Pete Davidson, the 24-year-year old Saturday Night Live comic famously engaged to Ariana Grande, has not been especially private about his love of marijuana, even admitting that he proposed to his fiancée while smoking weed in bed. But in an interview Monday, Davidson revealed his habit is not all recreational. Diagnosed with both borderline personality disorder and Crohn’s disease, Davidson says marijuana helps ease the symptoms of both illnesses, which research on the drug supports to varying degrees.
“I have Crohn’s disease, so it helps more than you can imagine,” he said in the SiriusXM interview with Howard Stern on Monday. Though he entered rehab in 2016 to wean himself off drugs and stabilize his mental health, he told Stern that he realized in treatment that “it wasn’t the weed.” He continued: “I was sober for three months at one point and was like this fucking sucks.”
Marijuana’s role in both illnesses is the subject of much research, but it seems to have far more beneficial effects in Crohn’s disease than in borderline personality disorder.
Crohn’s is a chronic disease that causes the digestive tract to become inflamed and irritated. The symptoms, which include diarrhea, abdominal cramping and pain, and weight loss, can be severe. “I got Crohn’s disease when I was 17 or 18,” Davidson told High Times in 2016. “Weed would be the only thing that would help me eat.”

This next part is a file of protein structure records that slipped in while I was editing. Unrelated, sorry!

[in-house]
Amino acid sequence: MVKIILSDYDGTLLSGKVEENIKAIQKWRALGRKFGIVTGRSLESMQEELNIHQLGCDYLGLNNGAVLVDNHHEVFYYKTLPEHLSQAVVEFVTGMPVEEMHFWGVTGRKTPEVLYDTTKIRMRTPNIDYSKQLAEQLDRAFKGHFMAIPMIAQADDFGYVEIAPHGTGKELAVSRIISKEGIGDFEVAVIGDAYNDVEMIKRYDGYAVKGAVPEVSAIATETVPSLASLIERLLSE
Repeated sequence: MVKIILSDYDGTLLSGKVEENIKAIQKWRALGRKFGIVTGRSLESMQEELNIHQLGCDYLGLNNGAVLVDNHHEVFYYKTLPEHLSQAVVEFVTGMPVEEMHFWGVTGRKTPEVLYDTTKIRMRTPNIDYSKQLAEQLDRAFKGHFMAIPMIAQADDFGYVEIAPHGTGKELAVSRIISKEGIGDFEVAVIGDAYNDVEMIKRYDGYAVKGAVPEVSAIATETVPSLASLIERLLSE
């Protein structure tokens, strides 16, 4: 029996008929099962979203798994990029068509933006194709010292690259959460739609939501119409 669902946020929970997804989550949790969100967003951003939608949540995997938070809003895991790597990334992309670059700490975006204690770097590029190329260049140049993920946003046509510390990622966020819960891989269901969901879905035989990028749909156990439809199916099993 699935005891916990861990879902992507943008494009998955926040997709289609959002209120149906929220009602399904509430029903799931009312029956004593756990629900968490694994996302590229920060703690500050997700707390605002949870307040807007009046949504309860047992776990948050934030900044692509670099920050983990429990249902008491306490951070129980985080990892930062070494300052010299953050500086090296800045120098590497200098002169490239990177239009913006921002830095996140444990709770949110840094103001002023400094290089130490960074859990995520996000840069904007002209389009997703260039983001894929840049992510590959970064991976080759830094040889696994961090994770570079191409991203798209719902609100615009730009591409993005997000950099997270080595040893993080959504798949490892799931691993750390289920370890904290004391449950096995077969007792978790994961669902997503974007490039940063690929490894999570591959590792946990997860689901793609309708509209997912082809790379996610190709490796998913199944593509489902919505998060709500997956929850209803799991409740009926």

Medical marijuana is now commonly used to help increase appetite in people whose conditions or medications make it difficult to eat, like chemotherapy patients. Its role in easing the pain experienced by people with intestinal issues like Crohn’s disease and inflammatory bowel disease (IBD) is still being investigated, though anecdotal evidence suggests it can be very helpful.
In August, researchers at the University of Bath showed that marijuana might exert its beneficial effects by adjusting the microbial balance in the guts of people with these diseases, thereby reducing inflammation and pain.
Borderline Personality Disorder
Marijuana’s role in borderline personality disorder, a mental illness marked by “ongoing pattern of varying moods, self-image, and behavior,” according to the NIH, is a little more complicated.
In a study published in the journal Addiction in March, researchers used genetic analysis on 1,419 Norwegian adult twins to find a correlation between borderline personality disorder and cannabis use, concluding: “Individual differences in the liability to cannabis use and cannabis use disorder appear to be linked to genetic risks correlated with antisocial and borderline personality disorder traits.” It didn’t say anything about using cannabis to treat the symptoms of borderline personality disorder, though; so far, there haven’t been any studies on that link.
For his part, Davidson seems to have found that smoking weed has not made his condition any worse. “I also just love smoking weed,” he told Stern.